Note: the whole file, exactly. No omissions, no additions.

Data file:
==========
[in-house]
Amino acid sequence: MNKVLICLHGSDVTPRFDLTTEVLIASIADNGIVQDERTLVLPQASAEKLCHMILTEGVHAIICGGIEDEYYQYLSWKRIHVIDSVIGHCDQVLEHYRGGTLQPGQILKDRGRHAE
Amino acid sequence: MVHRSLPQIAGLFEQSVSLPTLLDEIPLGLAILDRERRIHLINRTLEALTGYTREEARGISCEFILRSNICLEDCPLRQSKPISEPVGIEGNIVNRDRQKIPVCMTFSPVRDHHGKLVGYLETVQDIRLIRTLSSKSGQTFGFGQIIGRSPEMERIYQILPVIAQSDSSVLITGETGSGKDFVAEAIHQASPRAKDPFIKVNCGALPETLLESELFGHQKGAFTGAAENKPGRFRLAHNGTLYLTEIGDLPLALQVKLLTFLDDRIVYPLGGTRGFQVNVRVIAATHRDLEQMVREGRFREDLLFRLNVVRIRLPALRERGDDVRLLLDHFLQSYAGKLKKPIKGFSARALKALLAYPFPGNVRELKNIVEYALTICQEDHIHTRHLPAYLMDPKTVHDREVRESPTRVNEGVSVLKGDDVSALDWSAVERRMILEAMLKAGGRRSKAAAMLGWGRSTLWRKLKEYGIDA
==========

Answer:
[in-house]
Amino acid sequence: MNKVLICLHGSDVTPRFDLTTEVLIASIADNGIVQDERTLVLPQASAEKLCHMILTEGVHAIICGGIEDEYYQYLSWKRIHVIDSVIGHCDQVLEHYRGGTLQPGQILKDRGRHAE
Amino acid sequence: MVHRSLPQIAGLFEQSVSLPTLLDEIPLGLAILDRERRIHLINRTLEALTGYTREEARGISCEFILRSNICLEDCPLRQSKPISEPVGIEGNIVNRDRQKIPVCMTFSPVRDHHGKLVGYLETVQDIRLIRTLSSKSGQTFGFGQIIGRSPEMERIYQILPVIAQSDSSVLITGETGSGKDFVAEAIHQASPRAKDPFIKVNCGALPETLLESELFGHQKGAFTGAAENKPGRFRLAHNGTLYLTEIGDLPLALQVKLLTFLDDRIVYPLGGTRGFQVNVRVIAATHRDLEQMVREGRFREDLLFRLNVVRIRLPALRERGDDVRLLLDHFLQSYAGKLKKPIKGFSARALKALLAYPFPGNVRELKNIVEYALTICQEDHIHTRHLPAYLMDPKTVHDREVRESPTRVNEGVSVLKGDDVSALDWSAVERRMILEAMLKAGGRRSKAAAMLGWGRSTLWRKLKEYGIDA